Ever since the release of the monumental Super Mario Bros. for the Nintendo Entertainment System back in 1985, there has been an endless desire for more 2D Mario titles. As of late, Nintendo has been working on the Super Mario Maker series as a way to either appease the fans or to completely phase out the need to develop a brand new 2D Mario game. With the Super Mario Maker titles, there seems to be less and less reason to really want another entry to the New Super Mario Bros. series. One way or another, Nintendo delivers another quality title that allows creative players to design the Mario level of their dreams, while at the same time, appealing to 2D platforming fans with user-generated content. The real question is whether or not the game manages to fully satisfy both the players and the designers.
The new story mode does indeed contain a story. It’s mostly centered on teaching building mechanics and helping the toads rebuild Peach’s destroyed castle. With Toadette at the helm of management, the construction crew needs all the help they can get. The writing definitely takes a comical, jokey tone, but there’s something wrong when the token female character is highlighted to be a terrible manager. Admittedly, it should be no surprise as most Nintendo games tend to do a bad job at portraying female characters and Super Mario Maker 2 is no exception.
Beyond the light dialogue focusing on giving a little character to the crew, the story mode provides flavor text in its quest descriptions. The quest structure further highlights how the game deviates from an adventure, resulting in a more chore-oriented experience. There’s a laundry list of quests to do in order to obtain enough coins to fully construct Peach’s castle. Regardless, there is little incentive to really play the story mode besides seeing what the engine is capable of on a base level as well as scoring the unlockables.
The core issue is that the story mode failed to spark any joy of play as the level design is a massive disappointment. I expected tight levels that potentially rivaled those of past titles. What I got was a barrage of mediocre levels that focused more on highlighting what can be made. In the ideal situation, the levels would have the design sensibilities that inspire creativity and polish, while showcasing exactly what the system is capable of. As it is here, the story mode’s levels feel like hobbled together gimmicky experiences that often ended up being tedious, shallow, or just plain annoying. The lack of cohesion makes the story come off as disjointed as there’s a shortage of level-based collectibles, worthwhile secrets, or absolutely anything that compelled me to explore the levels in depth.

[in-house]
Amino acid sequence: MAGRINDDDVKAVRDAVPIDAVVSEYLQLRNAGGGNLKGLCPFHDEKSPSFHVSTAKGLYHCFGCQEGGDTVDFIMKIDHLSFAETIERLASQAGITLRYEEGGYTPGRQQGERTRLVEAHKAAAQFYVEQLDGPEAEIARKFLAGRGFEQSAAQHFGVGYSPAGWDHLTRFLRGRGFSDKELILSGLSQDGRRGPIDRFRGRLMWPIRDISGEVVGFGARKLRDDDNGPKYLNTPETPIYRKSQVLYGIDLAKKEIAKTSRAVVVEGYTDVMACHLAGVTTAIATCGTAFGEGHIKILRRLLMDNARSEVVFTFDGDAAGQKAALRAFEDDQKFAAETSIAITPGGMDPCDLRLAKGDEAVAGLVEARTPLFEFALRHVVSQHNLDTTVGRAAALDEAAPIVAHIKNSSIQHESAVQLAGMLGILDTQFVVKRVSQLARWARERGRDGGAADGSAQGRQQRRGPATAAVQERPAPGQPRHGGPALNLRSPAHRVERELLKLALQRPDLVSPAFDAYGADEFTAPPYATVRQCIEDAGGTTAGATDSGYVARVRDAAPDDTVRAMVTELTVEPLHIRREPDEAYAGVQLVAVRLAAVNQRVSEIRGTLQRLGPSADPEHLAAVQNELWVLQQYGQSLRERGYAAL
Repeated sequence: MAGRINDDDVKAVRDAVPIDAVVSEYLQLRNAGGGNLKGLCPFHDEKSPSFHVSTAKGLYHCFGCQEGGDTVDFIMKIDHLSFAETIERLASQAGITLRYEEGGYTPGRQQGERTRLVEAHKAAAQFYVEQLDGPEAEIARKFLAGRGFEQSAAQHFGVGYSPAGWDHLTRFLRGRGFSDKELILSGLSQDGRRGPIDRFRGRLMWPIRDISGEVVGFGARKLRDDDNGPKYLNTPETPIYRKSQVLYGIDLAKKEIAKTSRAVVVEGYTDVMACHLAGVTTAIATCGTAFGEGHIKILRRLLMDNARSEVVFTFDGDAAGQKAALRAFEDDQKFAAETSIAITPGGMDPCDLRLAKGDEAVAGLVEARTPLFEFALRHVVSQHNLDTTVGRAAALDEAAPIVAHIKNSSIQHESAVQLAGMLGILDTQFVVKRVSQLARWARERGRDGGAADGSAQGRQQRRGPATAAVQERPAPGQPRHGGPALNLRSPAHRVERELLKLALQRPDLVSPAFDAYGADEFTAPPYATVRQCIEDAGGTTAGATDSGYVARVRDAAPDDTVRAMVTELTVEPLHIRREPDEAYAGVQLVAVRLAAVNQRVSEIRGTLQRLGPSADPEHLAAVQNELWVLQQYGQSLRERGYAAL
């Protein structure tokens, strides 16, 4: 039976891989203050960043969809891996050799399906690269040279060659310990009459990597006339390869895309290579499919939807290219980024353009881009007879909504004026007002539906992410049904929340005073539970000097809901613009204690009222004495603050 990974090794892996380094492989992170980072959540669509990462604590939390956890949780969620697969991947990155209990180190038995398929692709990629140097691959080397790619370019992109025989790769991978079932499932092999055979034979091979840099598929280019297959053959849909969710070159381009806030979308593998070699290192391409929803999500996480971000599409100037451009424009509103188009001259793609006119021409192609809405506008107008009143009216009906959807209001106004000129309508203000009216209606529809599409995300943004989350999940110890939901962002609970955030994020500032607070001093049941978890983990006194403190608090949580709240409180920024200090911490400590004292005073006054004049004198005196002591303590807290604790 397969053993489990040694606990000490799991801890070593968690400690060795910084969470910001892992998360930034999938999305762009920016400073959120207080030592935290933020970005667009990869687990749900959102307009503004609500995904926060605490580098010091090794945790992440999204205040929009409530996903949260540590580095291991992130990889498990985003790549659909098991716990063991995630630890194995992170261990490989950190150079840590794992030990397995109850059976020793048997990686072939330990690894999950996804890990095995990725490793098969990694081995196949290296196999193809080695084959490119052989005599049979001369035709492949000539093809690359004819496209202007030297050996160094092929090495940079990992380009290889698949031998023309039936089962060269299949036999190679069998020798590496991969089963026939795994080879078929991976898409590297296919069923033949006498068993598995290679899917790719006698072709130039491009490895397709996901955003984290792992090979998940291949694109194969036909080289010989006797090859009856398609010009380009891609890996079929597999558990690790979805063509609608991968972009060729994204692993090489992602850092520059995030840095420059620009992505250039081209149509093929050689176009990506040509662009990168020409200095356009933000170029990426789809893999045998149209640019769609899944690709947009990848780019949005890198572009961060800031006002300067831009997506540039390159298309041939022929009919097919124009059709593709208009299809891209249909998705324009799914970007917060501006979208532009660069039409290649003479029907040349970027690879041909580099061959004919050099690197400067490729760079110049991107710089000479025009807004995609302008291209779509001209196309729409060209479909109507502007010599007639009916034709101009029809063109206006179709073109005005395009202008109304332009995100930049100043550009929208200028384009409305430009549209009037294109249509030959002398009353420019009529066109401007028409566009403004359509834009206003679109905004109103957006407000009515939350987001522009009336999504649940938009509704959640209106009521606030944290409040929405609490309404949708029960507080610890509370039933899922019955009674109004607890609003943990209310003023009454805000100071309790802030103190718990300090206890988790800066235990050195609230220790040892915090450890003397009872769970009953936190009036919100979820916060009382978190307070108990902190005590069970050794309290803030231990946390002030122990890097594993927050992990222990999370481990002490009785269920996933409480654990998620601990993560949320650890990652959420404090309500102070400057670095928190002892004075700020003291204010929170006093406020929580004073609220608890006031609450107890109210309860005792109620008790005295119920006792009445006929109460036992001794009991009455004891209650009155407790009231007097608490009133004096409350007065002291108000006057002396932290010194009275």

Along with the ever-present and archaic life system, story mode is a chore of an experience that presents and teaches the game’s new features without incorporating good design lessons along the way. Levels never reach a real satisfying degree of depth and an avid Mario player is still better off playing a mainline title. At a surface level, one would expect Super Mario Maker series to supplant the main 2D titles, but in reality, levels and story mode lack the sense of being on a journey with exciting collectibles and branching levels. By the halfway mark, I was already tired of levels and could not believe how bland and unoriginal the areas ended up being. It was difficult to even find a single level that I genuinely enjoyed playing as the design seemed too occupied with throwing whatever worked into each level without considering if it would actually be fun to play.
After slogging through the tedious story mode, I dove into making levels. Optimal building experience is achieved with the portable mode of the Switch due to the touch screen capability. Super Mario Maker 2’s creation mode is probably one of the most easily accessible introductions to level design available. Designing levels feels easy and intuitive despite the sheer amount of customization options that feel a bit overwhelming at times. It’s honestly quite impressive just how unique levels can get in the hands of a capable creator.
Sadly, levels are just that, single levels. You never get a fully fleshed out experience with the user-created content and that’s a real shame. Ideally, allowing creators to design journeys with hub worlds, boss levels, secret pathways, etc would be the real next step. All the mechanics in the world won’t surpass the impact of creating or experiencing an entire adventure. As it is now, we can appreciate individual levels, but fully thought out, cohesive experiences like Super Mario World cannot be created until Nintendo ups their creation system’s capabilities.
Super Mario Maker 2 builds upon the original in very basic ways. The game adds an impressive array of new mechanics that allow creators more freedom to design. With the addition of the painfully tedious, gimmick-driven story mode, the developers teach players just how annoying the new features can be. Regardless, designing levels has never been more convenient and the vast sea of user-created content is bound to provide endless enjoyment. Overall, Super Mario Maker 2 is a solid release that is highly recommended and successfully manages to mostly satisfy both creators and players, despite the game’s various issues and shortcomings.